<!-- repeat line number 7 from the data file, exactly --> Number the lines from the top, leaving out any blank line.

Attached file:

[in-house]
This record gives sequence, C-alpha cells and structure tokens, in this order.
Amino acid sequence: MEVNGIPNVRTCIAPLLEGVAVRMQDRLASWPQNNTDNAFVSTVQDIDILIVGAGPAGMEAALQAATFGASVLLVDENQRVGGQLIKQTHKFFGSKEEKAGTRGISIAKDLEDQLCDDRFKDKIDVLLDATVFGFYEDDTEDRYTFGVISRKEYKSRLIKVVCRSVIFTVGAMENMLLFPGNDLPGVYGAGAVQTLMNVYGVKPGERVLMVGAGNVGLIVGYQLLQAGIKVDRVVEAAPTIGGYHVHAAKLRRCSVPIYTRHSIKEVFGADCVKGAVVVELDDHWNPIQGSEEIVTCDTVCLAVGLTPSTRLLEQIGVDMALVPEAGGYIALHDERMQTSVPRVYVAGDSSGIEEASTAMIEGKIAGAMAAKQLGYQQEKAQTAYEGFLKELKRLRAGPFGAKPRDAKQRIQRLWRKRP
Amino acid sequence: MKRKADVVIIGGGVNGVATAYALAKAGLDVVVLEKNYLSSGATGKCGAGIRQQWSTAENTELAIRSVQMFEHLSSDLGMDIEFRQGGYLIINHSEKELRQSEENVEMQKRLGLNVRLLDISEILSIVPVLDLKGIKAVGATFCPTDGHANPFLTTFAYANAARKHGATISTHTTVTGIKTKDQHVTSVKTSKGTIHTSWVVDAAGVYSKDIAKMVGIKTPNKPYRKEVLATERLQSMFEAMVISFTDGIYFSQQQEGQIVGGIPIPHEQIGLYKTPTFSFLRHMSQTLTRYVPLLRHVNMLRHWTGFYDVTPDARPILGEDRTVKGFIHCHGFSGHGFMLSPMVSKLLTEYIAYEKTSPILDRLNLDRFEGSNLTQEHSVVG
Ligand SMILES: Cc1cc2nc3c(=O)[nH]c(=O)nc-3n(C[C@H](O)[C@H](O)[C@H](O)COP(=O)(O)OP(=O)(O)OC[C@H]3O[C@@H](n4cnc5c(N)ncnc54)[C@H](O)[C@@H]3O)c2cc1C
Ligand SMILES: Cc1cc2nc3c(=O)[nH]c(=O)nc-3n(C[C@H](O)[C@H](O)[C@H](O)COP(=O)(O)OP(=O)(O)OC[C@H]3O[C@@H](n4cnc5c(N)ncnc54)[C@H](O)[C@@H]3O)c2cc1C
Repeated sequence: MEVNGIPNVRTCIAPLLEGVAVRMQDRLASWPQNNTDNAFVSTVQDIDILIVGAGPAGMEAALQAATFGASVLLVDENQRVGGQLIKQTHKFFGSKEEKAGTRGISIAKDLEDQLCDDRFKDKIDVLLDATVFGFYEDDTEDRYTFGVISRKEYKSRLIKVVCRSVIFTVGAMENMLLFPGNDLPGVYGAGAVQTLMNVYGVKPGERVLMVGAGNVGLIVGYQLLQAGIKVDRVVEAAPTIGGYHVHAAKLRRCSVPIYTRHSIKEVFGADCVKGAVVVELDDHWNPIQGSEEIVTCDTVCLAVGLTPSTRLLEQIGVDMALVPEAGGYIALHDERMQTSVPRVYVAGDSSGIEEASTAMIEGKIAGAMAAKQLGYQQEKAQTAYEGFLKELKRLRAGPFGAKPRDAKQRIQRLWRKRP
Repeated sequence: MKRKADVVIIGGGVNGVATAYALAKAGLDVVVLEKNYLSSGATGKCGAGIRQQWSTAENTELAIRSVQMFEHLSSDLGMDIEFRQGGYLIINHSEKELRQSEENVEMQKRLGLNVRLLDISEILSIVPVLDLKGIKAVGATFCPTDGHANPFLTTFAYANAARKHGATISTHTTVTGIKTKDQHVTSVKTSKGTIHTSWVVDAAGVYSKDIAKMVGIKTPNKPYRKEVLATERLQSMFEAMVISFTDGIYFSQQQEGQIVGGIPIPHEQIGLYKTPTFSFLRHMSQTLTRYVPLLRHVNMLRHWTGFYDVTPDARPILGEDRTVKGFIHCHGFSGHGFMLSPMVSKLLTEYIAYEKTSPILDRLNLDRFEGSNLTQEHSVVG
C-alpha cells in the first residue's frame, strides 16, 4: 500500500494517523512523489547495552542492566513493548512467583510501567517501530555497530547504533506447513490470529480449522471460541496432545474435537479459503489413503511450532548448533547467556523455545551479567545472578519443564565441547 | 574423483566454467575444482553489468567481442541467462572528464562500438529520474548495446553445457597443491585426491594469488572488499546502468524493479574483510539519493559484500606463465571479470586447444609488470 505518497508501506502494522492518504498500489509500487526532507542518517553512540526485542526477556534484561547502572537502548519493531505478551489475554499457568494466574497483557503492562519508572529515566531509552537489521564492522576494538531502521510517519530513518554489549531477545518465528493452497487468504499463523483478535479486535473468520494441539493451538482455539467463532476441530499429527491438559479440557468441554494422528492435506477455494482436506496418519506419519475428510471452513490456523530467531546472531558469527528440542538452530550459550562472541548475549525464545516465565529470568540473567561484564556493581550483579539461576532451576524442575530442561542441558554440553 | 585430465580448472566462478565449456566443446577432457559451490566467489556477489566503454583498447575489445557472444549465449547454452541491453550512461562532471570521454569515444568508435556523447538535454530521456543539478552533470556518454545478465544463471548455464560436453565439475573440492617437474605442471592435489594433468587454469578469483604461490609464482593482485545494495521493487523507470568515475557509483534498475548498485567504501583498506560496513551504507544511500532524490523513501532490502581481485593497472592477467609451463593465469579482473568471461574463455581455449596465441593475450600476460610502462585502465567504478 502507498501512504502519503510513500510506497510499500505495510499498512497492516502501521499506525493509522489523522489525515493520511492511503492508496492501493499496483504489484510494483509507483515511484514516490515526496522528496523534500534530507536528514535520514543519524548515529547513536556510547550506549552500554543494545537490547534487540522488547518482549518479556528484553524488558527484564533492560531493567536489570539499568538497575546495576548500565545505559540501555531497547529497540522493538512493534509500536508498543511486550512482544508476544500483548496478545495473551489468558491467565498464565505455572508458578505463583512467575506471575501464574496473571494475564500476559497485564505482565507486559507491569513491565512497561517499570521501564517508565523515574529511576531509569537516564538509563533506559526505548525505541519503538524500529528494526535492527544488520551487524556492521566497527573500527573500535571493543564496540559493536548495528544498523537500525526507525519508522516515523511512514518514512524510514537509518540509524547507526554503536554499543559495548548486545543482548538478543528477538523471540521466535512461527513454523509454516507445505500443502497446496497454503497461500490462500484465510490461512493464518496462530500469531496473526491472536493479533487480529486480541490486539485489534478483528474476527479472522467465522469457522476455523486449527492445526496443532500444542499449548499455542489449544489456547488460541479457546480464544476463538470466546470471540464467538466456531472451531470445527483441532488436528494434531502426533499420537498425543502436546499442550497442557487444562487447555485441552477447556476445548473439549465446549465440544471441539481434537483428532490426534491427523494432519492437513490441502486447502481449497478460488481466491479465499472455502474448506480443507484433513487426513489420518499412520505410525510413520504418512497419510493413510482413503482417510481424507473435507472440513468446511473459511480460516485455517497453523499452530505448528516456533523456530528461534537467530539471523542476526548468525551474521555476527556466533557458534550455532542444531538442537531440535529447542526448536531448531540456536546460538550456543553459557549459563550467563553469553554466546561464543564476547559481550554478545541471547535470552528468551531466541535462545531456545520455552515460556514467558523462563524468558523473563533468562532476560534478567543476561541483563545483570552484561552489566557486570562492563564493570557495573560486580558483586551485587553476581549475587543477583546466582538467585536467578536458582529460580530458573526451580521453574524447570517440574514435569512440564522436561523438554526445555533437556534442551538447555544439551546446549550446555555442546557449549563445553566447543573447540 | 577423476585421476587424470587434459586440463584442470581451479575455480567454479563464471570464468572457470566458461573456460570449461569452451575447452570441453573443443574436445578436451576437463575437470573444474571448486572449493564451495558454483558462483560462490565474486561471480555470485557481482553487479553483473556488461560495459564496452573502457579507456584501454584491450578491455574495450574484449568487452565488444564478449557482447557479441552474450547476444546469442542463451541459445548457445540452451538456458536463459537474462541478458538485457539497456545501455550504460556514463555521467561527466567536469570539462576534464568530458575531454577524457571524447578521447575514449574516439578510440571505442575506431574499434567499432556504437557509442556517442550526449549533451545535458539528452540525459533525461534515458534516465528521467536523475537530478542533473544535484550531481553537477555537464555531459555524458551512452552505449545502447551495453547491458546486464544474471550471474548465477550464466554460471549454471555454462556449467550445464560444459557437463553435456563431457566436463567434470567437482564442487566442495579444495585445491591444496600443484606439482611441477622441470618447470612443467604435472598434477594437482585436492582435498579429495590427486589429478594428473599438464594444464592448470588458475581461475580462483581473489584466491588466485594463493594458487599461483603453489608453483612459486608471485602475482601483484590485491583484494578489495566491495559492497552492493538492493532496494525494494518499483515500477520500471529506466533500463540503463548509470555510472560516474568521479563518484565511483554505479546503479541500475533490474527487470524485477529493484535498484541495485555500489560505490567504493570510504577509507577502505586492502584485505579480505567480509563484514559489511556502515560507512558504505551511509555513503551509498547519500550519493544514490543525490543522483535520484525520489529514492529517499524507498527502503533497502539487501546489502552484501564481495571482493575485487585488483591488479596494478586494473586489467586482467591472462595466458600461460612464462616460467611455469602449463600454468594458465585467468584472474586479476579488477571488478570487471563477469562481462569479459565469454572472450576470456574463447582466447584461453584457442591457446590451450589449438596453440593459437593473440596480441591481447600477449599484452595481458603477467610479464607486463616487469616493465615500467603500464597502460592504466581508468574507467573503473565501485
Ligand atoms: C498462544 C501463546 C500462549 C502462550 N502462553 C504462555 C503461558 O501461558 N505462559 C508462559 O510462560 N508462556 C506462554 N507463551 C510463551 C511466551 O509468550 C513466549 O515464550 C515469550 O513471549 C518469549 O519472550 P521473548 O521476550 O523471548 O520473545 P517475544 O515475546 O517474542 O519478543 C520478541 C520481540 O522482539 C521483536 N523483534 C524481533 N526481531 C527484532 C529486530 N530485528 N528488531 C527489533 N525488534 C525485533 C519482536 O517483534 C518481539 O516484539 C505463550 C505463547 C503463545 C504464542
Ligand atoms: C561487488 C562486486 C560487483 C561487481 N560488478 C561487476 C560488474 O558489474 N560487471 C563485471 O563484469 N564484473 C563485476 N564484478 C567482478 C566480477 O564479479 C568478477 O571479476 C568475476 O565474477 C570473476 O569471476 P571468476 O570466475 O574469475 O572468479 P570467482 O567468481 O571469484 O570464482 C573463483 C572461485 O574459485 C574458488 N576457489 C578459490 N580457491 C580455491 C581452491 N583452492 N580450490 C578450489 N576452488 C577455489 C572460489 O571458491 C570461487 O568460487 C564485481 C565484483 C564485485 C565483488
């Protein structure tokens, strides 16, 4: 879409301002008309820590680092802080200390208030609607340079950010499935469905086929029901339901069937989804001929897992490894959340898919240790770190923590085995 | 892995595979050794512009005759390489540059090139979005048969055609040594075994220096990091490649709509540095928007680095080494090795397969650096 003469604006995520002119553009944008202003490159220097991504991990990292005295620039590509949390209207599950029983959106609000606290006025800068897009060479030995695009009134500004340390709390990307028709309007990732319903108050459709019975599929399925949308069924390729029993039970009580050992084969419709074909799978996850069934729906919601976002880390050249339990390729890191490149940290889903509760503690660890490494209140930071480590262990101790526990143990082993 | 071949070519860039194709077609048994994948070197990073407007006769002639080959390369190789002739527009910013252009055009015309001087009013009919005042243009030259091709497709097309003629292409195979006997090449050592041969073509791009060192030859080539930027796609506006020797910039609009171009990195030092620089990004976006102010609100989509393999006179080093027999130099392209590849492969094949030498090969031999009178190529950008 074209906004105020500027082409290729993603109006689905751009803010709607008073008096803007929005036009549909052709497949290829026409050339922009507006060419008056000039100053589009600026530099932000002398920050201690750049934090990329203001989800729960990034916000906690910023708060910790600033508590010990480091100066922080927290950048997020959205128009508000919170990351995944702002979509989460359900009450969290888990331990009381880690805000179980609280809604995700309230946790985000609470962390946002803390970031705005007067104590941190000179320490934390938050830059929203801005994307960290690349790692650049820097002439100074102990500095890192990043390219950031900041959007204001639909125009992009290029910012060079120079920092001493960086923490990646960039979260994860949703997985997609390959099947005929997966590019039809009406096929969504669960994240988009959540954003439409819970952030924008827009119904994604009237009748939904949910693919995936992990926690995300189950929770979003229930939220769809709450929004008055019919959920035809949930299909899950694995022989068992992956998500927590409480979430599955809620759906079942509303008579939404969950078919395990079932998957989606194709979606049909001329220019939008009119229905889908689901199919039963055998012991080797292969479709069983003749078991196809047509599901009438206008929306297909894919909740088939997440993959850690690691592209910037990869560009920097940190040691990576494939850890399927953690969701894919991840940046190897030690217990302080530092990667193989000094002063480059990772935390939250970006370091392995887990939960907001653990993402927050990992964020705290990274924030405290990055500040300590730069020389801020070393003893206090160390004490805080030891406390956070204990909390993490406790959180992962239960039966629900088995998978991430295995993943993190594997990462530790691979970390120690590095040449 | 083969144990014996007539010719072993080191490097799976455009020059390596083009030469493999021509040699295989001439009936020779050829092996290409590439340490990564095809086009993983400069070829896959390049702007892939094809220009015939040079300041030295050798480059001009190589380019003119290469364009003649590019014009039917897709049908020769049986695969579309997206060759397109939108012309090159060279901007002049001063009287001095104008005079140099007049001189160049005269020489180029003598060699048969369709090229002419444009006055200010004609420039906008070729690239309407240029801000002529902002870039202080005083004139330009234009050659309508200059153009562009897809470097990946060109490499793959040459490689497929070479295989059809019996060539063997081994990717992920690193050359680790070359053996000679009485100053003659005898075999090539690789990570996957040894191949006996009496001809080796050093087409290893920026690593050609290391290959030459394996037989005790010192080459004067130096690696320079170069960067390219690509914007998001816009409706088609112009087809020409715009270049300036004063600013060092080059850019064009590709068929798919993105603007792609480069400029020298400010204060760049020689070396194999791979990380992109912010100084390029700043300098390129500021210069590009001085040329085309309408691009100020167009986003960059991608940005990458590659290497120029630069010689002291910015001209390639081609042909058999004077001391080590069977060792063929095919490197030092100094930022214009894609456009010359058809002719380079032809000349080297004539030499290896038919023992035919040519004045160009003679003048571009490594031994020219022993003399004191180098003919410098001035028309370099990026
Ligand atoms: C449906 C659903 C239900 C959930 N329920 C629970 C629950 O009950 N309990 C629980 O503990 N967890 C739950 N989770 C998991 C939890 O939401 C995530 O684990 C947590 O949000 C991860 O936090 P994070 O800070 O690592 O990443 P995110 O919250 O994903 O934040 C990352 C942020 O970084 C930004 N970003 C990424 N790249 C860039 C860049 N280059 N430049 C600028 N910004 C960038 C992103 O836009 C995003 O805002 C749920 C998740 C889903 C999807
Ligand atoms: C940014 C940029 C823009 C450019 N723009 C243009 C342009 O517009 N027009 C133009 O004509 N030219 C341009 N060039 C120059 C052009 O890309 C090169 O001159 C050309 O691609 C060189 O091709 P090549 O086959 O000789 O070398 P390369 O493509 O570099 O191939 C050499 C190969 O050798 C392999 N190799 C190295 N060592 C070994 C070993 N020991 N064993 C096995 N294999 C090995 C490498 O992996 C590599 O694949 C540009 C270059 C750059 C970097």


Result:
Repeated sequence: MEVNGIPNVRTCIAPLLEGVAVRMQDRLASWPQNNTDNAFVSTVQDIDILIVGAGPAGMEAALQAATFGASVLLVDENQRVGGQLIKQTHKFFGSKEEKAGTRGISIAKDLEDQLCDDRFKDKIDVLLDATVFGFYEDDTEDRYTFGVISRKEYKSRLIKVVCRSVIFTVGAMENMLLFPGNDLPGVYGAGAVQTLMNVYGVKPGERVLMVGAGNVGLIVGYQLLQAGIKVDRVVEAAPTIGGYHVHAAKLRRCSVPIYTRHSIKEVFGADCVKGAVVVELDDHWNPIQGSEEIVTCDTVCLAVGLTPSTRLLEQIGVDMALVPEAGGYIALHDERMQTSVPRVYVAGDSSGIEEASTAMIEGKIAGAMAAKQLGYQQEKAQTAYEGFLKELKRLRAGPFGAKPRDAKQRIQRLWRKRP